The tarot reader learns the images on the cards and what they mean. Intuition plays a big part in deciphering the meanings of the cards and what they mean for the Querant or questioner, the person who the reading is being done for. The Querant asks a question or asks for a “general reading” that they want answered. The cards are shuffled and spread out and the questioner picks the cards for the reading. The idea is that while concentrating on the question to be answered you will be drawn to the cards that have meaning for you. It is then the job of the reader to explain the meaning of the drawn cards to see if they make sense to you, answer the question you have or relate to your life. In a general reading the reader will help you better understand your past, the present and help you “divine” ways to make your future better. So, not so much fortune telling as it is a way for you to make your life a better place through your own efforts. The tarot reader helps you do that.
Learning the cards has been fun so far. There is a lot of hidden symbolism in the images and with 78 cards there is a lot to learn. On some decks the artwork is beautiful. I have a few friends who may shudder when they read this post and that’s alright. I have heard of far stranger beliefs. And it’s not a belief. It’s just symbolism that’s deciphered into meaning. Astrology is another thing that has been used for divination and fortune telling. While I’ve not given that much thought, it is amazing to me how my much I am like the explanation of my Zodiac sign. I don’t have all the aspects of a Virgo but I do have many of them. So I’m having fun with this and if I lose interest well, no harm done. But I do think I’m going to collect tarot decks. There are many with beautiful artwork as I said. And many that have similar images and some different. I think this is going to be fun.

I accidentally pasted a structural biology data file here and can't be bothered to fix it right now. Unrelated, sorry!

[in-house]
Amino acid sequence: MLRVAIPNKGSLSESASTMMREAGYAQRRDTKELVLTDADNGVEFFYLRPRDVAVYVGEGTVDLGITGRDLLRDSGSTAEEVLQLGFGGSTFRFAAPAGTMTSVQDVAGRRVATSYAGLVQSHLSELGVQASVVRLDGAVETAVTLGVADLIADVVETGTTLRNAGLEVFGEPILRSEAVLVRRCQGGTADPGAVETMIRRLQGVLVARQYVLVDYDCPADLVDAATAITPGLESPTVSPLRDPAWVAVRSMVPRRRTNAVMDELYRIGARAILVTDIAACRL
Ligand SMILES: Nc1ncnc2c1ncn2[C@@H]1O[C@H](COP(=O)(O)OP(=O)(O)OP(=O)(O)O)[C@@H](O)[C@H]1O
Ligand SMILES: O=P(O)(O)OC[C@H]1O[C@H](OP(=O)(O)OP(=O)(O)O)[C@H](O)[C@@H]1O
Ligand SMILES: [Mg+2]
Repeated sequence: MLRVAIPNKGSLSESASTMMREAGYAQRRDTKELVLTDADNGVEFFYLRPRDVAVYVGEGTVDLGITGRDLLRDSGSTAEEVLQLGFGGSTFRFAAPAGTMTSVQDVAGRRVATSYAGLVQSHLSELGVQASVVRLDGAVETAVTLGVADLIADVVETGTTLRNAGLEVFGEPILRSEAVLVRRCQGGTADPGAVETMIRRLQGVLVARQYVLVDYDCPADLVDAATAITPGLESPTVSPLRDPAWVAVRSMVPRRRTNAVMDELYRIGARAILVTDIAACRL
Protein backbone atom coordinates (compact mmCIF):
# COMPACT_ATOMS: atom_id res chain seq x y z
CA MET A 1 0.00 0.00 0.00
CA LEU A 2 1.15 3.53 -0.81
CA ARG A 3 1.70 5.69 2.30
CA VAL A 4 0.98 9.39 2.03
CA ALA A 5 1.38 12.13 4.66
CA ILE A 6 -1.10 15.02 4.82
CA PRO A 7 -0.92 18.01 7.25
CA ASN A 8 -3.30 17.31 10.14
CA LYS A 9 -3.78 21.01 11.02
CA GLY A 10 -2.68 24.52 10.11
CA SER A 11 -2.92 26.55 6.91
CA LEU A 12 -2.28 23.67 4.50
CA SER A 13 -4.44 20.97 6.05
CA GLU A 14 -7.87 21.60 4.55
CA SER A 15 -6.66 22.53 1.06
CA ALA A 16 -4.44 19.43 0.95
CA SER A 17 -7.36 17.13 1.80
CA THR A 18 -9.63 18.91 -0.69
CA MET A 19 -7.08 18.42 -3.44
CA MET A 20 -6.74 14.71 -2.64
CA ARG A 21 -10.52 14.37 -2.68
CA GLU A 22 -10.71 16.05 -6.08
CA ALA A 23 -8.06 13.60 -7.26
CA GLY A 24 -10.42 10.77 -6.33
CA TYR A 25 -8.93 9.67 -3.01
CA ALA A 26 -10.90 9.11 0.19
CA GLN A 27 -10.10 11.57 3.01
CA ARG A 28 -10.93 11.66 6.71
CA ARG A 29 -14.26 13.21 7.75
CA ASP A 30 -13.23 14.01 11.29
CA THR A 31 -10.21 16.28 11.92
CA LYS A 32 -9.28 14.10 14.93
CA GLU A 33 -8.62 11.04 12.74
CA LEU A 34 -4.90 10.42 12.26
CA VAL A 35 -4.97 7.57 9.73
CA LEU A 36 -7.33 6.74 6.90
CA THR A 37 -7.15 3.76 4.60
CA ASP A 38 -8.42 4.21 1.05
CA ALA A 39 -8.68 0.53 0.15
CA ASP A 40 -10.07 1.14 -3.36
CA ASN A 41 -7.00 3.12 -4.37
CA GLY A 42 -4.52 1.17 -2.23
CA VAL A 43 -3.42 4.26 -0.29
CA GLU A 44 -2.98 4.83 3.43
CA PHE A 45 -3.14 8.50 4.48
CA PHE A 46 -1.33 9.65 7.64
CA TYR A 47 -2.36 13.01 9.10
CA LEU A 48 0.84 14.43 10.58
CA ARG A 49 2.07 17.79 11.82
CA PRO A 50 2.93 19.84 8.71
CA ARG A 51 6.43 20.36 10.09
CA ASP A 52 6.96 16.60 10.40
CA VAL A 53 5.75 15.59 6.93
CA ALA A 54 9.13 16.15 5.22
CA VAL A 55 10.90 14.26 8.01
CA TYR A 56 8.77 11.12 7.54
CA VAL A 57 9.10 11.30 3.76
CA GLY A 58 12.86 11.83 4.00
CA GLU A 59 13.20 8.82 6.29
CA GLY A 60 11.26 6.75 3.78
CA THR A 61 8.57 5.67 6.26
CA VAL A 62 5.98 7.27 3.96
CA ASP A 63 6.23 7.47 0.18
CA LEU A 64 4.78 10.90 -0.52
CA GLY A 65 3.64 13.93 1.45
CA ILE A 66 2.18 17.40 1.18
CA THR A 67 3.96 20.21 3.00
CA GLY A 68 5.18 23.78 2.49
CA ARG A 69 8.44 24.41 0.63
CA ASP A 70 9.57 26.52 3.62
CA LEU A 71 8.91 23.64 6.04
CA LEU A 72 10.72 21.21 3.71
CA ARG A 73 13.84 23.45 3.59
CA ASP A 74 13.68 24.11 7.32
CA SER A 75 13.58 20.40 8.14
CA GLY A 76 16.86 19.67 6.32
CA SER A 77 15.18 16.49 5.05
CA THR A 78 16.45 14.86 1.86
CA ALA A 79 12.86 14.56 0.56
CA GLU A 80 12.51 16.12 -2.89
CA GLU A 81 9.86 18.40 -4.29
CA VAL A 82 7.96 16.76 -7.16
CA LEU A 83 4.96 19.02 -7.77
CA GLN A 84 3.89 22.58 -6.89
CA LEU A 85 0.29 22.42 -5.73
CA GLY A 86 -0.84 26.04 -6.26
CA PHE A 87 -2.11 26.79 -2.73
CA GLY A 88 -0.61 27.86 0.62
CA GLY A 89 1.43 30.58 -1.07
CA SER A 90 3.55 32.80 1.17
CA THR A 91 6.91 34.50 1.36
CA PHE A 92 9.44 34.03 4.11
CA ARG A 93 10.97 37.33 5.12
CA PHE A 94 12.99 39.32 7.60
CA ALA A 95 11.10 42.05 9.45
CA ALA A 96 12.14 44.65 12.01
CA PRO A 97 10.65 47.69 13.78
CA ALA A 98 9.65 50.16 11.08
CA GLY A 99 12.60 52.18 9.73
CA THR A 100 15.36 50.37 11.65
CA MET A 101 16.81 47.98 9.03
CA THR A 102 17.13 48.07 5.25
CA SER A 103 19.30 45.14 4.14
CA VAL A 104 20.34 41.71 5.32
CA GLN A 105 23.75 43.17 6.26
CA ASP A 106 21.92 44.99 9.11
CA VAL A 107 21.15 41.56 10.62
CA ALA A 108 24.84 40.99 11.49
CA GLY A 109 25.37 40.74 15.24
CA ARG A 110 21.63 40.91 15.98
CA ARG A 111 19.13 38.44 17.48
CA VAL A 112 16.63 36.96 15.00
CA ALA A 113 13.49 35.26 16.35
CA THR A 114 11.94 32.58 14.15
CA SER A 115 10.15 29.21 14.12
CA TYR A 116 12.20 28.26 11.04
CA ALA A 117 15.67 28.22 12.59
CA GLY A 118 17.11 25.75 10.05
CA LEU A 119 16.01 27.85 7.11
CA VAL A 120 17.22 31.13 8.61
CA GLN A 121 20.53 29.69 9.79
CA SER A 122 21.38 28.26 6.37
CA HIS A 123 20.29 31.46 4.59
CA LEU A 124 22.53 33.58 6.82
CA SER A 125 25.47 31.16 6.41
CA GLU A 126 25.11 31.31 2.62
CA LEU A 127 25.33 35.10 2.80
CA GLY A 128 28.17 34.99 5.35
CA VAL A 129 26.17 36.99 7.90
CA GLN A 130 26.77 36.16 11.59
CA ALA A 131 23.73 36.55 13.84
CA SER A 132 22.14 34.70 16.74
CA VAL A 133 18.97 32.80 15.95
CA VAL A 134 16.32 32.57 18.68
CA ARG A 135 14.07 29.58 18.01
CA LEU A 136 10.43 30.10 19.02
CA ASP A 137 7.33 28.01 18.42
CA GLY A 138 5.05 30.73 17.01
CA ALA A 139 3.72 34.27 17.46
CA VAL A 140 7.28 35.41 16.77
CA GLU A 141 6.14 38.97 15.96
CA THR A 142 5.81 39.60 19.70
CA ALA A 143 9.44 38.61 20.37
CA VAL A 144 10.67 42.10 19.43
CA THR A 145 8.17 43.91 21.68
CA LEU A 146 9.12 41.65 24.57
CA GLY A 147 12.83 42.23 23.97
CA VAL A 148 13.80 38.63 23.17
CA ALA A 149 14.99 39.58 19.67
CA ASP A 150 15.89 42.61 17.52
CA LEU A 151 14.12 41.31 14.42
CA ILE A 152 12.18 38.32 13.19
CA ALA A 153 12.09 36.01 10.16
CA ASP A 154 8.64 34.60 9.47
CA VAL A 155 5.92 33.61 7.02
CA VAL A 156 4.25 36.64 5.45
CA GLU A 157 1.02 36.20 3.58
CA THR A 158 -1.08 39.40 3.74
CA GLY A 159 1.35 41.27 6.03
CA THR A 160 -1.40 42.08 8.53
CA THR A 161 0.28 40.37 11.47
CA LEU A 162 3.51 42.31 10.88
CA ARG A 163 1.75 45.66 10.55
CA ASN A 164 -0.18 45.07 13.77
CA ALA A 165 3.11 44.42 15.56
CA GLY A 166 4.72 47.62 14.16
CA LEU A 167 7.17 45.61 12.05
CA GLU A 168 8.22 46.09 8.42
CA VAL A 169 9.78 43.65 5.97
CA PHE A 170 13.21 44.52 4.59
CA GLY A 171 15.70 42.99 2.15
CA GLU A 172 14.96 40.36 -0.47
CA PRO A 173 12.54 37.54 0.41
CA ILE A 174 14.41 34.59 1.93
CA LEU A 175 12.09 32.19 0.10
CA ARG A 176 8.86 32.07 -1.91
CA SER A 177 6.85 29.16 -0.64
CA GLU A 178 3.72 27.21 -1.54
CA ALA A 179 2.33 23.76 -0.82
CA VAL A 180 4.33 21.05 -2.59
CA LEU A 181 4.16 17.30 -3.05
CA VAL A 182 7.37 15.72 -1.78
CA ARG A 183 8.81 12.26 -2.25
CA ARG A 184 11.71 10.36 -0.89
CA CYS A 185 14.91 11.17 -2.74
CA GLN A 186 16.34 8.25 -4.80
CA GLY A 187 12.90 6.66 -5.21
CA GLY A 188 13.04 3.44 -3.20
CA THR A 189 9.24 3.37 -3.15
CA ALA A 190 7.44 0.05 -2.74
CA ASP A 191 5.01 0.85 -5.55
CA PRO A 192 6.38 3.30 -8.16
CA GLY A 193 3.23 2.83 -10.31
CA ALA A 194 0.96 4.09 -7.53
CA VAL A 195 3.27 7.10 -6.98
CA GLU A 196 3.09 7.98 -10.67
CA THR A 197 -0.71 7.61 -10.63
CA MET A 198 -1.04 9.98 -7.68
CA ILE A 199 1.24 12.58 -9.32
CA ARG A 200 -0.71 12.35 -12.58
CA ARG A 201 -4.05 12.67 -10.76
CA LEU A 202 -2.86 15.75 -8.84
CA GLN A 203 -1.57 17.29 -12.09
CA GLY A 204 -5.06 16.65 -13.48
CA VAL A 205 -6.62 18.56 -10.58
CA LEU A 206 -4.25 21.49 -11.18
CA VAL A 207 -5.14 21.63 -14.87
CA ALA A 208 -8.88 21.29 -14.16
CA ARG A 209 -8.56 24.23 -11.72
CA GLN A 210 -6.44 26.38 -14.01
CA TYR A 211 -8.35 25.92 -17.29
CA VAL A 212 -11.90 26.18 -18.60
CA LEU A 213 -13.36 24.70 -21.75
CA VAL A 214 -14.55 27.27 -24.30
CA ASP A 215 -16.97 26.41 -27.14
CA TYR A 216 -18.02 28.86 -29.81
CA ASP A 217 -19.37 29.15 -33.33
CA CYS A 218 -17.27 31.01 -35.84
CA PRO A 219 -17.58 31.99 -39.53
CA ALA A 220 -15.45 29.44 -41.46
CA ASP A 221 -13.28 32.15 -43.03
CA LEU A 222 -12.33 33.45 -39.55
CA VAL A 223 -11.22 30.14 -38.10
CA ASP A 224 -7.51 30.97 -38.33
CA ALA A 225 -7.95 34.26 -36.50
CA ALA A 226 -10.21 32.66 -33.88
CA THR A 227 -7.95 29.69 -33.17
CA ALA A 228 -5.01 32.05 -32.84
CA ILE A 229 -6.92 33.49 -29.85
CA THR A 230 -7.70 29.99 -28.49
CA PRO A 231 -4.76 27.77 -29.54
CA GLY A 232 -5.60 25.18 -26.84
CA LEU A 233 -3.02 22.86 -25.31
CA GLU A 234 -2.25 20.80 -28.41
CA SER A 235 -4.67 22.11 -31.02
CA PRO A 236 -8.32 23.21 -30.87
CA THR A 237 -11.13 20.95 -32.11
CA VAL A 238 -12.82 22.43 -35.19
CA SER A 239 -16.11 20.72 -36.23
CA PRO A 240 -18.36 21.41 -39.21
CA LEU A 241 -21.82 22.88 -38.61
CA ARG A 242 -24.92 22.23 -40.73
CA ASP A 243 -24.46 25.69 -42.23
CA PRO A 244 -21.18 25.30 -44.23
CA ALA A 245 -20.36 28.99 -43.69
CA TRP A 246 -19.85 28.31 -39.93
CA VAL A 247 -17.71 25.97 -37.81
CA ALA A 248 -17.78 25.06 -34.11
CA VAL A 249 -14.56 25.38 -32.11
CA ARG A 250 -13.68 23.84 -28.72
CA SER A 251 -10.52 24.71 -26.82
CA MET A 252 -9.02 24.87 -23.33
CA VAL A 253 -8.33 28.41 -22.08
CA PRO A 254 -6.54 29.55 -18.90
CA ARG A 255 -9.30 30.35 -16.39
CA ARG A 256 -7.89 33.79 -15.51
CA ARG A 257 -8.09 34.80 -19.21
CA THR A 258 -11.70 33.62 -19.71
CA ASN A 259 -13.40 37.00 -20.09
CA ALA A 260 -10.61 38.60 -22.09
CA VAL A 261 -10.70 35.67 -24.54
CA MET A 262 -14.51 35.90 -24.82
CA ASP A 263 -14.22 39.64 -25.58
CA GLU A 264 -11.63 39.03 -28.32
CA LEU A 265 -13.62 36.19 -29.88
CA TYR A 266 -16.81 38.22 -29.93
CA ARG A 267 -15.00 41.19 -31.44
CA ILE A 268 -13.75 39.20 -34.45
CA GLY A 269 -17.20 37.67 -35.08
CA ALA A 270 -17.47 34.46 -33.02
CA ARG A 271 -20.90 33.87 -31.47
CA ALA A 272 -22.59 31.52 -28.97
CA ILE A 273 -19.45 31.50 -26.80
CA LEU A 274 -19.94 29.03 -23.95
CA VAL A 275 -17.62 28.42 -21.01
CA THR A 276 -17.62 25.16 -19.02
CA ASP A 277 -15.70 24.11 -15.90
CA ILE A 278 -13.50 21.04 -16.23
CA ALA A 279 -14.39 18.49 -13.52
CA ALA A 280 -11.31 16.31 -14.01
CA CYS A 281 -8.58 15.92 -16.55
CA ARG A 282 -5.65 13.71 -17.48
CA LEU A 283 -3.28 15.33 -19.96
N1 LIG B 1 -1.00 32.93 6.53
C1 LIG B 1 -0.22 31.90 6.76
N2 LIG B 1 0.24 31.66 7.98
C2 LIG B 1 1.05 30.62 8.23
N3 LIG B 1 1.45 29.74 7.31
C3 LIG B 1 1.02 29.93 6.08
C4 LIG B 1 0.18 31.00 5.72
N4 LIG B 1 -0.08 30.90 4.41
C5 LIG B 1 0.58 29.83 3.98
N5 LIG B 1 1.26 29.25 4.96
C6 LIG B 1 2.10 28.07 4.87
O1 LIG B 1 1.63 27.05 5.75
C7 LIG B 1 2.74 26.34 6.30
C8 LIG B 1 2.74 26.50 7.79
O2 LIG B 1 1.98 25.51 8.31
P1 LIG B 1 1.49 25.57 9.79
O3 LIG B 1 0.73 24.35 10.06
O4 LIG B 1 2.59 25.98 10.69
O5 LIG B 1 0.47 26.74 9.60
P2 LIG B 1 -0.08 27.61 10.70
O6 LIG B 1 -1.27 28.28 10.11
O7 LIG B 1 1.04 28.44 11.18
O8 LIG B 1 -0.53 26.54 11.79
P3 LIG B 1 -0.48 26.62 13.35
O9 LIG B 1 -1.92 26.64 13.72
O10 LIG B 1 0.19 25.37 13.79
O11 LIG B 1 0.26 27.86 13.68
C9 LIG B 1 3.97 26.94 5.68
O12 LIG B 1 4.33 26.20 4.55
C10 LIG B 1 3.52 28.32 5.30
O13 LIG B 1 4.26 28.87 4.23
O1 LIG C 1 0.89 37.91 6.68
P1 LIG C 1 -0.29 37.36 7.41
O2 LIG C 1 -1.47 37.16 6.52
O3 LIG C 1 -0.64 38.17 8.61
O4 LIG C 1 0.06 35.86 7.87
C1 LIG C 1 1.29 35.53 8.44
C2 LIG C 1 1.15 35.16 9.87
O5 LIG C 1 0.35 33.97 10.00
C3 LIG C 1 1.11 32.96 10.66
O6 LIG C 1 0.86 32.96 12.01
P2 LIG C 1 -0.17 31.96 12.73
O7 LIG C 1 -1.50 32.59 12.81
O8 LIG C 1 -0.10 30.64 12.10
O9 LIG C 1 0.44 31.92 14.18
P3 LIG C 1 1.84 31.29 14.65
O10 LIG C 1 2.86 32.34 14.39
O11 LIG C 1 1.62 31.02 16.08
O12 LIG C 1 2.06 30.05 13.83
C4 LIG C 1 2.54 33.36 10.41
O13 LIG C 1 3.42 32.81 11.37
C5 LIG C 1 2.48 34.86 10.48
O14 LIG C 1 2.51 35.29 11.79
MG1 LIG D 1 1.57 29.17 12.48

On Turning Sixty

happy birthday
I’ve never given much thought to birthdays, but as I turned sixty on Wednesday, I feel compelled to write about it. Birthdays, like the calendar and the clock, are man made measurements of time. I’ve never felt that time, specifically the measurement of it, was all that important. Except maybe when you’re wondering what time the party starts. It may be fashionable for some to be late, but I like to be there when things get going. And of course you have to know what time to be at work, and what day. It won’t do to show up for work when you’re not supposed to be there or to show up several hours late. So in our society, time is important, whether I think so or not. Which is fine because it helps get things done.